The understandable protest against the bridges' closure is obviously because each one provides part of someone's route in their journey across the city when alternatives are not as suitable, more congested or more time-consuming. As the number and size of cars, and vans, increase, the unsuitability of a road system built for a different era becomes ever more apparent. Castle Farm Road is an obvious example. Until the closure, for a couple of hours in the morning and late afternoon it was already at capacity. The road traffic statistics for Newcastle show a rise in miles travelled per annum by all vehicles from 1.12 billion miles in 2016 to 1,209 in 2019, and for cars an increase from 931 million to 1.01 billion. A Department of Transport Report suggests that car traffic could rise by between 11% an 43% from 2015 to 2050, and that LGV traffic has the potential to double in the same period. An increase of cars and commercial vehicles on this scale on some of the roads like Castle Farm through a residential area with a narrow one carriageway bridge is clearly not sustainable. What is needed is the provision of viable alternatives to the singe person use of the car, better public transport, and more attractive walking and cycling facilities.

During the closure of Dene Bridge the number of people walking and cycling has increased greatly, people walking to and from work, presumably at the Freeman or the Ministry; parents and children walking or cycling to school; runners of various ages; families, often with children on bikes, coming down the road or up from the entrance to the Dene by the bridge. It has brought about a change in the feel of the environment. Some passing by have spoken of how pleasant it is to have that walk after work. The bridge and its surroundings have in a sense been brought back into being part of the Dene, one of the jewels in our city, and there is now also easy access from the bridge, largely traffic free, into Paddy Freeman's Park.

Walking and cycling is I know one of the things the City Council want to encourage. Both contribute not just the physical health, but to a greater sense of wellbeing. Before the closure neither were pleasant or safe, especially on the bridge, with its narrow path for pedestrians, and a one directional flow system frequently ignored by vehicle drivers when cyclists were attempting to cross.

Those of us who live nearby, and the increasing number of people who cycle or walk past, have been the beneficiaries of cleaner, better quality air, and less noise during the closure. Air pollution can be an abstract concept until you experience it more directly. Not infrequently we have woken in the morning to the smell of fumes from either stationary or very slowing moving cars as they queue to cross the bridge. That concentration of poor air quality will have been present on the bridge, if less obvious.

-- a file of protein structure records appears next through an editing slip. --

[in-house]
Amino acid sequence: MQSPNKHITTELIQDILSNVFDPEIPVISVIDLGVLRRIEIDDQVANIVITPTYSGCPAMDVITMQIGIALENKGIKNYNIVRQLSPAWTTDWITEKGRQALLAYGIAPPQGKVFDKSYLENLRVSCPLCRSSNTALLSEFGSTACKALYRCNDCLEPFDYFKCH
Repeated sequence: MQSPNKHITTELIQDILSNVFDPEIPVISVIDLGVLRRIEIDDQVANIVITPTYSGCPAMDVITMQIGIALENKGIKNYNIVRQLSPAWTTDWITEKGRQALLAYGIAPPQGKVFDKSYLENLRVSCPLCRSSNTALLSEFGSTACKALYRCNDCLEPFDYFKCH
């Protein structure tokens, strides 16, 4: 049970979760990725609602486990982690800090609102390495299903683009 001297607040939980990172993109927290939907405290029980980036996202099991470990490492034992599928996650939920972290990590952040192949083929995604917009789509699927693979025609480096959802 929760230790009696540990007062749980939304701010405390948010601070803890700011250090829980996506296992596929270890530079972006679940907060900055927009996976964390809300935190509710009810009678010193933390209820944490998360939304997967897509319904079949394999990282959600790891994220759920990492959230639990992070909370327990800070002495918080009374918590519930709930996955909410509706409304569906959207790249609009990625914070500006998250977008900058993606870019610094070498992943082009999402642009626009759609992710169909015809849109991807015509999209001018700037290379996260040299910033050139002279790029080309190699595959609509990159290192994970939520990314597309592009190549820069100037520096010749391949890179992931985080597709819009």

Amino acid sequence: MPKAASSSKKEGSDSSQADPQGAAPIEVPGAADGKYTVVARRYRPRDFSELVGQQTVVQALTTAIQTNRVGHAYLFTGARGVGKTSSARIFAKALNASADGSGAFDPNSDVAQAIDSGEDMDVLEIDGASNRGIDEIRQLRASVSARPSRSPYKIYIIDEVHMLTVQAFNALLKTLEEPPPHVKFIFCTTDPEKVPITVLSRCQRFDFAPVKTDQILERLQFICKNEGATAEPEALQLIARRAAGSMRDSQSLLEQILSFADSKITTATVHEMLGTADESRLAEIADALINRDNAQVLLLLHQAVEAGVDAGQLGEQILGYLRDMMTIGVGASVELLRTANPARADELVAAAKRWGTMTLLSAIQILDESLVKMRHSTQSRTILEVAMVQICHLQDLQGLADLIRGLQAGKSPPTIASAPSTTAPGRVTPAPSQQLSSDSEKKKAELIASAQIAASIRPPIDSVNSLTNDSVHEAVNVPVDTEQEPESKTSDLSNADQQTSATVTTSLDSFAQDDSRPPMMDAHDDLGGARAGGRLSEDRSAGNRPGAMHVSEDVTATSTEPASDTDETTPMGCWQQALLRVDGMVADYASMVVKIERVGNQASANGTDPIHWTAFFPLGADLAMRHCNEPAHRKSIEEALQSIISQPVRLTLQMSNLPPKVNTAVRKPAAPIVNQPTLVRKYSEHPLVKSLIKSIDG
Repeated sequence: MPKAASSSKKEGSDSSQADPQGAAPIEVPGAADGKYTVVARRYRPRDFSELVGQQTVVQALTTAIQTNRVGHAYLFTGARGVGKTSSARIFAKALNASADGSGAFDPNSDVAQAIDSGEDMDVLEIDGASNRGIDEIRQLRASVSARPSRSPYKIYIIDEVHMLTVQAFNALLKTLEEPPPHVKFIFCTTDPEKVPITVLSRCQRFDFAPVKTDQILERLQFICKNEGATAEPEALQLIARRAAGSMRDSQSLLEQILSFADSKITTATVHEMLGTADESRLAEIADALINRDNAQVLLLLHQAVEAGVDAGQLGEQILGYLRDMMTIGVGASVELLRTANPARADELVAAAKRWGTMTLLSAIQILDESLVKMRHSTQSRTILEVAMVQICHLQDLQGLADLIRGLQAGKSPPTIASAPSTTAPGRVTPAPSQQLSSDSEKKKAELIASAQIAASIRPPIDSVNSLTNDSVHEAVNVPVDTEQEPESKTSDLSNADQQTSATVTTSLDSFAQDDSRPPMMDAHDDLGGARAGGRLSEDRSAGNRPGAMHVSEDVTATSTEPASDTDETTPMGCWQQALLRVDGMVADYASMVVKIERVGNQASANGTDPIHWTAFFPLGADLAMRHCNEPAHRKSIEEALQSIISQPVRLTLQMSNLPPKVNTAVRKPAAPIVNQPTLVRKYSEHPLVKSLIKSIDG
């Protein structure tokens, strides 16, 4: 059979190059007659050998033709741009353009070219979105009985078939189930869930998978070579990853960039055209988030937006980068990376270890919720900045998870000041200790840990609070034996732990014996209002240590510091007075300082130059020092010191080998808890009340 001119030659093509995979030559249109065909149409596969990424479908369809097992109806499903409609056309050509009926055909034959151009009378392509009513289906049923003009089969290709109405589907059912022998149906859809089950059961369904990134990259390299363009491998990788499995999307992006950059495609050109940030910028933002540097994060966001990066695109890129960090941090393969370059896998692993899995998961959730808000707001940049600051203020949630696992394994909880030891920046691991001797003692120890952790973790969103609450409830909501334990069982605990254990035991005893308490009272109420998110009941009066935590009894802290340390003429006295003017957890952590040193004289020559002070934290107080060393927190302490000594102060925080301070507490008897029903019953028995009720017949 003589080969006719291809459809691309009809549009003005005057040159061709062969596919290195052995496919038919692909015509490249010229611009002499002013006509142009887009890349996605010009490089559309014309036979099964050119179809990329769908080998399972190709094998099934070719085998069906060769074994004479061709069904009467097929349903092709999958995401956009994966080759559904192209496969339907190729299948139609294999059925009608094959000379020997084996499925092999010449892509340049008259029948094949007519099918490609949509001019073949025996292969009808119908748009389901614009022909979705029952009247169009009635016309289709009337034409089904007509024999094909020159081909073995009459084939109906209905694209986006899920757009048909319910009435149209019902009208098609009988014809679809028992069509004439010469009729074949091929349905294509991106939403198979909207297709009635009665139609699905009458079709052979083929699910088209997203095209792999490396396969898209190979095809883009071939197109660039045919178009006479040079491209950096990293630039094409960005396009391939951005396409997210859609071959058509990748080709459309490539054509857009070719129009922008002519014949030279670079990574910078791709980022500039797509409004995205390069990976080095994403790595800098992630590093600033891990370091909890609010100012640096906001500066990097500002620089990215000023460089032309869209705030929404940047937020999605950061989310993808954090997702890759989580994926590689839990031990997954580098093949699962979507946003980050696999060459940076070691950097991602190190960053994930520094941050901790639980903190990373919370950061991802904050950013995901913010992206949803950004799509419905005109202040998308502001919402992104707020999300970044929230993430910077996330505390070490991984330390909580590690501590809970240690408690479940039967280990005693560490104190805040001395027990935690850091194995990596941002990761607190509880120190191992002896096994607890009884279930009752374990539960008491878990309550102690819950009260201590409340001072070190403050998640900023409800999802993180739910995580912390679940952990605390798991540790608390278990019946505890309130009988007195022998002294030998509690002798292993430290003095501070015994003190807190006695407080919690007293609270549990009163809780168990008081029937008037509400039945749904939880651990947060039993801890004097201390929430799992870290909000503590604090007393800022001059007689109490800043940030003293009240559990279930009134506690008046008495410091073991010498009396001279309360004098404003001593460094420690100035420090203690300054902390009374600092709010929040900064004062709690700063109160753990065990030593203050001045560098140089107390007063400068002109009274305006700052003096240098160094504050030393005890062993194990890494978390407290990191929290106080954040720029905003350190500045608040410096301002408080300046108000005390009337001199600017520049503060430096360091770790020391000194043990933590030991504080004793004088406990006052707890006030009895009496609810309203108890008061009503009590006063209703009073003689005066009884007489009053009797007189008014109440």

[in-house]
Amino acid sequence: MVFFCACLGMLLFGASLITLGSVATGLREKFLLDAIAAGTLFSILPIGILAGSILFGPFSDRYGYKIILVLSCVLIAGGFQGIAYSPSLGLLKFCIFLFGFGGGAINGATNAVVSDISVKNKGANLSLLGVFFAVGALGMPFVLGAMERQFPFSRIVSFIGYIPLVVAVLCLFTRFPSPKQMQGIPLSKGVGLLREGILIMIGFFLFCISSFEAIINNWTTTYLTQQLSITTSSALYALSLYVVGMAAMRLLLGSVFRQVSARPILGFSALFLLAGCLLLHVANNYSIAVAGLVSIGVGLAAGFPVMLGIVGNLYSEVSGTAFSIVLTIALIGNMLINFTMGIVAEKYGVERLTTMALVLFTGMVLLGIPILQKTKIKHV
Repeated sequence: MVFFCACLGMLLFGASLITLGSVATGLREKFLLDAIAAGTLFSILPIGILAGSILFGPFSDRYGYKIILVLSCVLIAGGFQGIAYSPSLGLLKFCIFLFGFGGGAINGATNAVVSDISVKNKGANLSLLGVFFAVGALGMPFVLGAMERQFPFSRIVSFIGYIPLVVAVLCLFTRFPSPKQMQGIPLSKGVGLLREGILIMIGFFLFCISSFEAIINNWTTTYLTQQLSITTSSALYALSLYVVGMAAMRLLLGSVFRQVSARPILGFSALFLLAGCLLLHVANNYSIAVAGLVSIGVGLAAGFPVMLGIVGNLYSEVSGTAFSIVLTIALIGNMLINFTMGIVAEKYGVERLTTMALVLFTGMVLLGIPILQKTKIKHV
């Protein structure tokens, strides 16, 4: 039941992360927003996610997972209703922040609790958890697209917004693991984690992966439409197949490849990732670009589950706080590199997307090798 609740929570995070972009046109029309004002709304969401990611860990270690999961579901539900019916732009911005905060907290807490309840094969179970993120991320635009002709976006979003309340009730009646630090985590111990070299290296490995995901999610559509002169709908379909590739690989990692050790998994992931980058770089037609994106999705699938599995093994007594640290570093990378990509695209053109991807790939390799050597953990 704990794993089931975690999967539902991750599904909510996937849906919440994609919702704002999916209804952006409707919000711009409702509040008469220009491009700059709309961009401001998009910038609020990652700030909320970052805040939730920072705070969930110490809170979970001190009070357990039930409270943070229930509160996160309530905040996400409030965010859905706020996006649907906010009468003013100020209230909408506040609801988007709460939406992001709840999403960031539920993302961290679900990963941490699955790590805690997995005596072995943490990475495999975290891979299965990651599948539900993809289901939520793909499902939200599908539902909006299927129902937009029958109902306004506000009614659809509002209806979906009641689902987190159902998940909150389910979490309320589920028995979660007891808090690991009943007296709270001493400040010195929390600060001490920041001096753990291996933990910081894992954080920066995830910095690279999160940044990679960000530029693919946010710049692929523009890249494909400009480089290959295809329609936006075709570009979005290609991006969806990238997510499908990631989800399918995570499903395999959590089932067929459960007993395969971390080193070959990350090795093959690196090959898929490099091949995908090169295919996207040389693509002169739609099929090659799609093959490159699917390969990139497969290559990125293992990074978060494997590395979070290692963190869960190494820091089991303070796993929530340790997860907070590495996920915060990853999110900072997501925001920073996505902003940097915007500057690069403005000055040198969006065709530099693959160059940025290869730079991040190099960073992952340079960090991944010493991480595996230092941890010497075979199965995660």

Closing a few bridges is not going to do much on its own to realise the ambition of increasing the safety, cleanliness and greenness of the neighbourhoods in which people live, unless it is accompanied by a focused effort on transport across the city, including the use of green energy; an attention to air quality and an encouragement to healthy living, exercise and eating well; and on ensuring good access to the natural environment.

Posted by rlangley on 8th Feb 2021 at 11:43AM
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#2293

Firstly, closure of Haldane Bridge is not 'unproblematic' for those of us unlucky enough not to be able to afford the luxury of electric cars - cars that just move the pollution problem from the street to the power station (or if you're very lucky the wind farm).

To use the 'other' bridge ALL traffic using this route now has to go via traffic lights which have to be one of the least environmentally friendly methods of controlling traffic ever invented.

At almost all times of day drivers are forced to queue or at least wait for the lights to change, belching more pollution into the atmosphere. If just one single vehicle is forced to travel just one extra unnecessary inch then that it is adding to the problem. Once you multiply that by the tens of thousands of vehicles involved, the damage is immense.

Every one of these closures is forcing drivers to drive extra MILES, not inches. This is for no good reason whatever, and as far as the environment is concerned, for VERY bad reasons indeed.

It may be very nice for you to be able to sit in your Toyota Pious and know that your pollution has been moved somewhere else. Maybe consider the entire planet and not yourself for a change.

I don't care about drivers having access to these bridges, although the short-cuts are both useful and environmentally friendly. I care passionationely about the environment we live in and the influence of one individual who has done his level best to force every vehicle in this city to use routes that mean they are making the air quality worse, while
pretending that this is for for the benefit of cyclists and walkers. It's just madness.

All this is to say absolutely nothing about the utterly scandalous waste of money whilst libraries and youth centres being closed on a daily basis. This department and this council are both just out of control and completely out of touch with reality.

It's no coincidence that this so-called experiment was put in place in the middle of a pandemic. Any results are going to be complete nonsense and prove nothing. It's no coicidence that this survey was only made available days before the consultation ends. This is manipulation, sleight-of-hand, and a complete sham.

Again, I'll ask. Where's the research? Where's the data? Where are the facts? This was never intended to be an experiment of any kind. If that had been the case it would have been carried out with normal traffic levels.

This is just being forced down our throats yet again and, yet again, the environment suffers AND THAT AFFECTS US ALL!

Posted by DavidP on 7th Feb 2021 at 5:43PM